Daniel W. Hoyt  (page 24) 

Even in the common affairs of life, in love, friendship, and marriage, how little security have we when we trust our happiness in the hands of others!  William Hazlitt  (on page 21)

What is a Friend?  I will tell you.  It is a person with whom you dare to be yourself.  –  Frank Crane  (page 12)

Next, Here is a real zinger:

Every murderer is probably somebody’s old friend.  –  Agatha Christie  (on page 9)

I was angry with my friend

I told my wrath, my wrath did end.

I was angry with my foe

I told it not, my wrath did grow

William Blake (from page 5)

Our friends see the best in us, and by that very fact call forth the best from us. John Black  (on page 5)

Having said, from our respective points of view, the worst thing we can say about each other, having uttered the ultimate insult, there’s no reason we can’t be friends.  –  S.N. Behrman  (from page 3) 

(I read this book from the back to the front and that explains the ordering of the above quotations.)

our thoughts

As to friends and friendships, quality is preferable to quantity.  It is better to have a few good, true friends, who will stick by you during hard, difficult times and in tough situations, than to have many nominal friends.  Adversity does separate your true friends from your “fair weather” friends.  (Many quotes in the book made this point.)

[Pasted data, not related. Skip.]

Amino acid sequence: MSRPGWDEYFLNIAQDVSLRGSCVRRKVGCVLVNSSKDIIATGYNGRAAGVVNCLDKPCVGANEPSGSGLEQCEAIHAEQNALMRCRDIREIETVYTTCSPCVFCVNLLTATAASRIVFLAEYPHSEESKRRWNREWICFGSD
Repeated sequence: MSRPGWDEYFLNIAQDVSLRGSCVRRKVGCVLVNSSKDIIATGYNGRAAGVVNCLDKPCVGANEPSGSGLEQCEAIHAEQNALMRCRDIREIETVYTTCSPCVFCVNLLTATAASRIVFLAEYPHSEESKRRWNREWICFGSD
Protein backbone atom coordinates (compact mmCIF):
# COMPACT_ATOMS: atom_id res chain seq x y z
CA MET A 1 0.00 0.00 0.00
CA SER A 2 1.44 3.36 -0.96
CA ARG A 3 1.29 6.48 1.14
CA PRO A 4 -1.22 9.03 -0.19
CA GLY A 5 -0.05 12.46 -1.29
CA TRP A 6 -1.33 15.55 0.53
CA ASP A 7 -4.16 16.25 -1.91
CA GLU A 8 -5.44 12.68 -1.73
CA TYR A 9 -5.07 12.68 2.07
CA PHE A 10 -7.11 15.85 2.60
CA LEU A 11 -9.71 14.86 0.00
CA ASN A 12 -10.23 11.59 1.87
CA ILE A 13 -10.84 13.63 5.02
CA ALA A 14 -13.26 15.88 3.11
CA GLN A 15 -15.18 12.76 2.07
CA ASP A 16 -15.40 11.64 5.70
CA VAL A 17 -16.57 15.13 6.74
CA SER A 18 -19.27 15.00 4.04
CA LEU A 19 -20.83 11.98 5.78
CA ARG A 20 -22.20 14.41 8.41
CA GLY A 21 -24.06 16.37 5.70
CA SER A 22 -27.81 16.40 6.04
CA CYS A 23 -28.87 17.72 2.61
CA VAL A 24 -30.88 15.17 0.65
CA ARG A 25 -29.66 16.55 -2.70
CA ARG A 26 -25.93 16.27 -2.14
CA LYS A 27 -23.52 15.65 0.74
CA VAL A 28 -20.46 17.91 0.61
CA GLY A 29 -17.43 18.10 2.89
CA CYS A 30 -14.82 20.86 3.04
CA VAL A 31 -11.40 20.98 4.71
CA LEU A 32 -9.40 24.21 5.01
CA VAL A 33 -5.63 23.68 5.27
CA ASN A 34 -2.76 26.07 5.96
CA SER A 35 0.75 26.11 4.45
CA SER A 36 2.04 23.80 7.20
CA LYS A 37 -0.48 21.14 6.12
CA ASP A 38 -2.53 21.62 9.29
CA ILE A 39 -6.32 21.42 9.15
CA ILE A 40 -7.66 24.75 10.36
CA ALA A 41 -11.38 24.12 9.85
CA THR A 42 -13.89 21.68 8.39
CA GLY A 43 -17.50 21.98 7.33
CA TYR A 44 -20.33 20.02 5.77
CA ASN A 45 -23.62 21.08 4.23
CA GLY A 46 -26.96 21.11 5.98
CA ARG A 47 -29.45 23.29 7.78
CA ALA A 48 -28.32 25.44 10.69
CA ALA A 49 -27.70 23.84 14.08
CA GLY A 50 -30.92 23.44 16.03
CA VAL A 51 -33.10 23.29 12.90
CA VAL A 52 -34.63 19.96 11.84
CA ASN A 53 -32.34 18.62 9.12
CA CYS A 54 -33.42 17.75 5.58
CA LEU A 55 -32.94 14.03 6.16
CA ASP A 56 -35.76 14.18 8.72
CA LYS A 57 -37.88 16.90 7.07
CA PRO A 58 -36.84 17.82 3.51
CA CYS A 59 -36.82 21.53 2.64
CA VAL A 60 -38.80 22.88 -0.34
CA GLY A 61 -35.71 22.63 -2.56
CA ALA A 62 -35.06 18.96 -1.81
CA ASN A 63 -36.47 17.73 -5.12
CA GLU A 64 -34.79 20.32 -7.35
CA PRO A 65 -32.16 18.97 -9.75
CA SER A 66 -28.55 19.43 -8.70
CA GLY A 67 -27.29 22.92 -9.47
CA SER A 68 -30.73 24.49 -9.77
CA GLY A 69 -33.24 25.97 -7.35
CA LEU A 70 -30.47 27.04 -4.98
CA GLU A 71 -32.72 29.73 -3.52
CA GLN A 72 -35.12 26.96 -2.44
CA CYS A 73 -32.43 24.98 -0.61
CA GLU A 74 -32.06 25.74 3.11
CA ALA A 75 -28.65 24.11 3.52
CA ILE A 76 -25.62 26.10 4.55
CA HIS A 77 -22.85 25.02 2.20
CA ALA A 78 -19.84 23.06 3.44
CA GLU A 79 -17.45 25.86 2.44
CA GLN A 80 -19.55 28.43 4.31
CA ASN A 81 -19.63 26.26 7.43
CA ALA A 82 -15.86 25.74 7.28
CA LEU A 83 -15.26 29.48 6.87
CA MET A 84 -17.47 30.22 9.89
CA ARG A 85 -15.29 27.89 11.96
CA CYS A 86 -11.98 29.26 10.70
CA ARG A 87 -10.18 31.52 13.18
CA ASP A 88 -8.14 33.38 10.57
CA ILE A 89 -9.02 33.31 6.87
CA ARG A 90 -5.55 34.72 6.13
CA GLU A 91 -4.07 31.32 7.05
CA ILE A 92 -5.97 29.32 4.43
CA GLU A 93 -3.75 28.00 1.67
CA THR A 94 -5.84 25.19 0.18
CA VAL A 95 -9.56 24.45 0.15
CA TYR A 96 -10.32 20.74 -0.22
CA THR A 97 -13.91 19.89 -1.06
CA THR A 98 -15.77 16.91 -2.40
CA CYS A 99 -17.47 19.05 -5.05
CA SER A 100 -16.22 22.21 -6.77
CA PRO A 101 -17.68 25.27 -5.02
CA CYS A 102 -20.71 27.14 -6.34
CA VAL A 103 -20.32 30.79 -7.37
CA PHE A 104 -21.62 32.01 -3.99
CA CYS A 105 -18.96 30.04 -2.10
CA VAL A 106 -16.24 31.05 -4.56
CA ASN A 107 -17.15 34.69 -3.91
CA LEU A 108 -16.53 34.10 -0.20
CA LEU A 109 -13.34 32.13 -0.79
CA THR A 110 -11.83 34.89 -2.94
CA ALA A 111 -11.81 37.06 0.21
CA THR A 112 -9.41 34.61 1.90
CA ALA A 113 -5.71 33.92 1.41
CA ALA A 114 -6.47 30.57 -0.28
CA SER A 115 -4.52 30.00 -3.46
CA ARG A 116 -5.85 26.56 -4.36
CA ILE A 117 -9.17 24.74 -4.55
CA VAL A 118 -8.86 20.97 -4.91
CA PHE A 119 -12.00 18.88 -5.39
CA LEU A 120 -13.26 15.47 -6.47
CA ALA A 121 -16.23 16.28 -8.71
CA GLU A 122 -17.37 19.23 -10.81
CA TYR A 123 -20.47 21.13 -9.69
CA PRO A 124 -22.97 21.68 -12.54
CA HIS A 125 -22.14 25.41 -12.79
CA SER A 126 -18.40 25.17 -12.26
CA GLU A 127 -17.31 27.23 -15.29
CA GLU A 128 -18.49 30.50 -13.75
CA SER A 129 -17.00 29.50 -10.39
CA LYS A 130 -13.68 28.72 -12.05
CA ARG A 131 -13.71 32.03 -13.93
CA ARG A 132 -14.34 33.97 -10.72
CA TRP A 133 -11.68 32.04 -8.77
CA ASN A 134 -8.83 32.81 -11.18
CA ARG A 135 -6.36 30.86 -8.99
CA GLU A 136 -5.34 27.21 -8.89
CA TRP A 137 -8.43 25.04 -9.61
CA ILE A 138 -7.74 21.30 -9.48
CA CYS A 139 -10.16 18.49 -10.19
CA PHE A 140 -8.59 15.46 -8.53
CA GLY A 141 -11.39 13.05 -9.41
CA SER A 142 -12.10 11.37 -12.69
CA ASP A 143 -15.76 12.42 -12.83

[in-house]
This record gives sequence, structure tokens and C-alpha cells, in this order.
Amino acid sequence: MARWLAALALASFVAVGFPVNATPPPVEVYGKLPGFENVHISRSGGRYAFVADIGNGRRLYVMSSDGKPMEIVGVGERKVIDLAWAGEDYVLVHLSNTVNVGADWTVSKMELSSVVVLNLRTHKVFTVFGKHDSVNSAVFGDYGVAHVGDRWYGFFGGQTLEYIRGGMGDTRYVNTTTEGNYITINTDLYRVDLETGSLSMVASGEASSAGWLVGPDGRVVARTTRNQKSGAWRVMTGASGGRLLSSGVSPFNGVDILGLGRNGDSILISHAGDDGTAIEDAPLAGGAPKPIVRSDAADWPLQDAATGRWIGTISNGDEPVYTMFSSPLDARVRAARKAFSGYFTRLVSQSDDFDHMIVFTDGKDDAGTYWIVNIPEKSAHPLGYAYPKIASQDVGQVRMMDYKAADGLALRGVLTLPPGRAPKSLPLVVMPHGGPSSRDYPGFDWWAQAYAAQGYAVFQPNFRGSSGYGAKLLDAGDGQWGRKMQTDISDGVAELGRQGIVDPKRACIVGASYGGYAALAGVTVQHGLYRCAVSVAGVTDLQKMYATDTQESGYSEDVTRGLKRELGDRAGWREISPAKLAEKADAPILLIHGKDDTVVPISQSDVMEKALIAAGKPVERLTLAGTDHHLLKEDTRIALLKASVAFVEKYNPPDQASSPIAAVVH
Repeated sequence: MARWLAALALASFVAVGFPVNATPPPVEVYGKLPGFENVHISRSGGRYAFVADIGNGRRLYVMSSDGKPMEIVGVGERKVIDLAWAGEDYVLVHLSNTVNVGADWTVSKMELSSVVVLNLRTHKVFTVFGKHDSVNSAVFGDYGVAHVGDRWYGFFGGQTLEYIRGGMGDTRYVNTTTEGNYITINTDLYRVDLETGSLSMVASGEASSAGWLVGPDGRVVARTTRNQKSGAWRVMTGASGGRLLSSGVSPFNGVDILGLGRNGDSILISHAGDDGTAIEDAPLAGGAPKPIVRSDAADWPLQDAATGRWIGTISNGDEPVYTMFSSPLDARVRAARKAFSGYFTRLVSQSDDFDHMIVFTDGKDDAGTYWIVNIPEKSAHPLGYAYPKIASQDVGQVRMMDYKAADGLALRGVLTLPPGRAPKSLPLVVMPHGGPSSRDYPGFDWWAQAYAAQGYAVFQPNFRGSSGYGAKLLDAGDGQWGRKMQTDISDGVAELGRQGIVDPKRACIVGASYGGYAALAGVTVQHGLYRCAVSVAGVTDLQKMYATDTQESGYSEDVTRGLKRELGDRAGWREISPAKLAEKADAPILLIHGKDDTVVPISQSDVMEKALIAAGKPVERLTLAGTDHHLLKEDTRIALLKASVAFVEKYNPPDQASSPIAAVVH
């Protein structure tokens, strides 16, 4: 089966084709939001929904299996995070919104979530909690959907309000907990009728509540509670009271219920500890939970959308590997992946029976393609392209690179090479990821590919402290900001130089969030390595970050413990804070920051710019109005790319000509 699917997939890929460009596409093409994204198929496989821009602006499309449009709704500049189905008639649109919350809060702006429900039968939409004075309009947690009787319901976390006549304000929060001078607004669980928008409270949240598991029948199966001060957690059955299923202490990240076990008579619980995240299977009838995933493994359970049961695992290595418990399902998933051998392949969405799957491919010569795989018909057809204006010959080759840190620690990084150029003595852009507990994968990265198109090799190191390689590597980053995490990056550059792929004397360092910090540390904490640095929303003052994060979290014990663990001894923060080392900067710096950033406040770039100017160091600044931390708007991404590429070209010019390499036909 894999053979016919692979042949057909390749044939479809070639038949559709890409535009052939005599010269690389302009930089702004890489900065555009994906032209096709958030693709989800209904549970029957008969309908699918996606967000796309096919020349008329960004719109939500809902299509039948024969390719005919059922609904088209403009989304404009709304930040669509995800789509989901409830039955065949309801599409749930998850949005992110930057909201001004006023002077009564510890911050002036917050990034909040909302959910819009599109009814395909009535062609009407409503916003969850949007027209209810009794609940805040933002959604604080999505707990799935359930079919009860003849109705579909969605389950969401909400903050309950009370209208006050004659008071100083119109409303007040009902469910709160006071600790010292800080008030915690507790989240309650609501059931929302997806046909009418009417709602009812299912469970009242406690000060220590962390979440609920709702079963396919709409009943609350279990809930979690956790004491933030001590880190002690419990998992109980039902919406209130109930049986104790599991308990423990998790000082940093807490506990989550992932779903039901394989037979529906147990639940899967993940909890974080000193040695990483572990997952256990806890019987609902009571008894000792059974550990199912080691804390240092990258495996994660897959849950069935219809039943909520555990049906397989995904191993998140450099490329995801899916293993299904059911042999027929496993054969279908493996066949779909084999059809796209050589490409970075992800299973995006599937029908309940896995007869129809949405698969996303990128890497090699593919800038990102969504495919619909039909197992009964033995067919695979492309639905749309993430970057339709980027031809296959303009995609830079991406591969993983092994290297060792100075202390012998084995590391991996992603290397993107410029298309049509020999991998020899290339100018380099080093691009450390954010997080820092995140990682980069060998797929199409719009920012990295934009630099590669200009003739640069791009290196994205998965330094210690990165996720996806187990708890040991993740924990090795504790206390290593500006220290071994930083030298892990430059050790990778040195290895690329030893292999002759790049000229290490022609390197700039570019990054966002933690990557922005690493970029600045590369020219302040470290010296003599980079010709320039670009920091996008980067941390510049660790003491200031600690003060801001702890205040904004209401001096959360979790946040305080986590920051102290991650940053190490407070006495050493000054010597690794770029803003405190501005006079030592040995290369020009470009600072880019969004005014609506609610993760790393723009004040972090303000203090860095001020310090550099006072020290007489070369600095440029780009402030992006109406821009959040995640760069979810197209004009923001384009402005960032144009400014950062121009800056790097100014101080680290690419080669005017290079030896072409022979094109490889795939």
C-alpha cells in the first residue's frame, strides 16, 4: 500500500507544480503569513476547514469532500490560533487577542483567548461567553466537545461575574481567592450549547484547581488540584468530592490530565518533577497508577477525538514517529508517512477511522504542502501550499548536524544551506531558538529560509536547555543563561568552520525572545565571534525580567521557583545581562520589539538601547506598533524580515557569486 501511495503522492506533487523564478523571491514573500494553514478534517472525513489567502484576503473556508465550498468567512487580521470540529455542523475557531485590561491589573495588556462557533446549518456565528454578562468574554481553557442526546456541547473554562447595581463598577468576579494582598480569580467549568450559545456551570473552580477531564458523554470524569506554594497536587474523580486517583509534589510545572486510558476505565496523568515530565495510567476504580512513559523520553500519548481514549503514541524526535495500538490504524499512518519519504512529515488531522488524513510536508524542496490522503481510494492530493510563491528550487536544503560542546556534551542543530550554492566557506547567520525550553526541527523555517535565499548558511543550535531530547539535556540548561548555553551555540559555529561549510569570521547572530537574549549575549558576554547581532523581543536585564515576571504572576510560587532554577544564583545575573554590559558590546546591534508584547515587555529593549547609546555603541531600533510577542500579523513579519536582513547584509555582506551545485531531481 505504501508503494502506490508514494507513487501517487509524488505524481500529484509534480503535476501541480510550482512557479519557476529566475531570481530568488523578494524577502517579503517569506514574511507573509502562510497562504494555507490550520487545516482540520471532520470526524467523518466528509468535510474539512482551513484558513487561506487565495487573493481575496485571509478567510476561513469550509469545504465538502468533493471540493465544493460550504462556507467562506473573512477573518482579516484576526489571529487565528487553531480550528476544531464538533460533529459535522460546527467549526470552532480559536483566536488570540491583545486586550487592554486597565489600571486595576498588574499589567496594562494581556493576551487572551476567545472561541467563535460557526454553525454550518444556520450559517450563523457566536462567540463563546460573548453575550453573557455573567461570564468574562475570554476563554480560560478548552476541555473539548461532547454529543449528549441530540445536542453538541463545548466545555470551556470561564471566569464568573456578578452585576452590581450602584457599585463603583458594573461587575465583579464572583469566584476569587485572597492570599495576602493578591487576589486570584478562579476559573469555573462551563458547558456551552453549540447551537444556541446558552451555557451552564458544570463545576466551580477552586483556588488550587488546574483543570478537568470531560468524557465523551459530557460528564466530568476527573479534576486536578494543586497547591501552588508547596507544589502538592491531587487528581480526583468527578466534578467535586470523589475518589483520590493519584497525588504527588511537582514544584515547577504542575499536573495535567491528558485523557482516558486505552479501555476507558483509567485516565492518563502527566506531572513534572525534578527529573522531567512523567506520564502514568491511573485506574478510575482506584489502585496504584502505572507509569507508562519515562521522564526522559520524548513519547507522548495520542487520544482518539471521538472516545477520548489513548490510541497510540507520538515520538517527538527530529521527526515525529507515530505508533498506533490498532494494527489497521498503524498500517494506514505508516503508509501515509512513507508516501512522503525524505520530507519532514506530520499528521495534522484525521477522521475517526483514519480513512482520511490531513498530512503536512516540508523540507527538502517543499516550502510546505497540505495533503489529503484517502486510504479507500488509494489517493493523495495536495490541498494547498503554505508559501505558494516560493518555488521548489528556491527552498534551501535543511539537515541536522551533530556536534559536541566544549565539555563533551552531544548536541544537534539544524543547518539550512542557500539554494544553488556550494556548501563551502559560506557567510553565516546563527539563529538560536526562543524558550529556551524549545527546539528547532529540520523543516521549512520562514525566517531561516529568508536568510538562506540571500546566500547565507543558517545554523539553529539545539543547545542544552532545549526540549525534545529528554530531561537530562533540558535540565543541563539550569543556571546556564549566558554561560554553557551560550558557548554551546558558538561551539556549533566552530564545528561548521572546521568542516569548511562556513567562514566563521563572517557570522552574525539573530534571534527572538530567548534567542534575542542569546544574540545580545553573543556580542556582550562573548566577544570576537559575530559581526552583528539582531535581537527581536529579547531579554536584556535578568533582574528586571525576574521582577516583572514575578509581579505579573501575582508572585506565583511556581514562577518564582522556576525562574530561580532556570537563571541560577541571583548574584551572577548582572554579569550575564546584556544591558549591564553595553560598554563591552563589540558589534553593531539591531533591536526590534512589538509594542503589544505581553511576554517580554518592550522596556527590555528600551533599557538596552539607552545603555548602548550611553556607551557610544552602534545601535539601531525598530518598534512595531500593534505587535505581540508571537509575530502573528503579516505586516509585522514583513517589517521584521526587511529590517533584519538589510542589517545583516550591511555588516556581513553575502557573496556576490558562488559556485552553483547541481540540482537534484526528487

As well, we encourage individuals to do what is right and proper and loving – even when this is not popular with your friends and peers.  Life, as many have said, is not a popularity contest.

Can the spouses be friends in addition to being lovers?  One might think that these became friends before becoming lovers, but such is not always the case.  And, more to the point, can the spouses become good friends, true friends to, and for, each other?  I think the answer is a qualified “yes”.

Just as friendships need to be nurtured and nourished regularly, marriages require ongoing (continuing) efforts and sacrifices by both spouses.  Given the nature of human beings, both women and men, this is the reality.  Marriage is not an easy proposition.  (Any one who has been married for any length of time knows this from experience.)  To obtain and enjoy the goods of marriage, takes effort by both spouses.  The spouses need to think in terms of “we” rather than “him and me”, or “she and me”.  With the proper approach and keeping in mind that friendships, especially so in marriage, require giving of one’s self, the spouses can become better friends to each other over time.  Don’t believe the fairy tales.  No one lives “happily ever after”.  (It appears there are ongoing power struggles in many marriages – and this sometimes leads to the dissolution of the union.  Couples need to have shared values, goals and priorities, or at least be willing to make some compromises.)

Best wishes to all.  And, yes, you can forward a link to this essay to one or more of your friends if you think they might be interested in its contents.  We welcome all interested readers.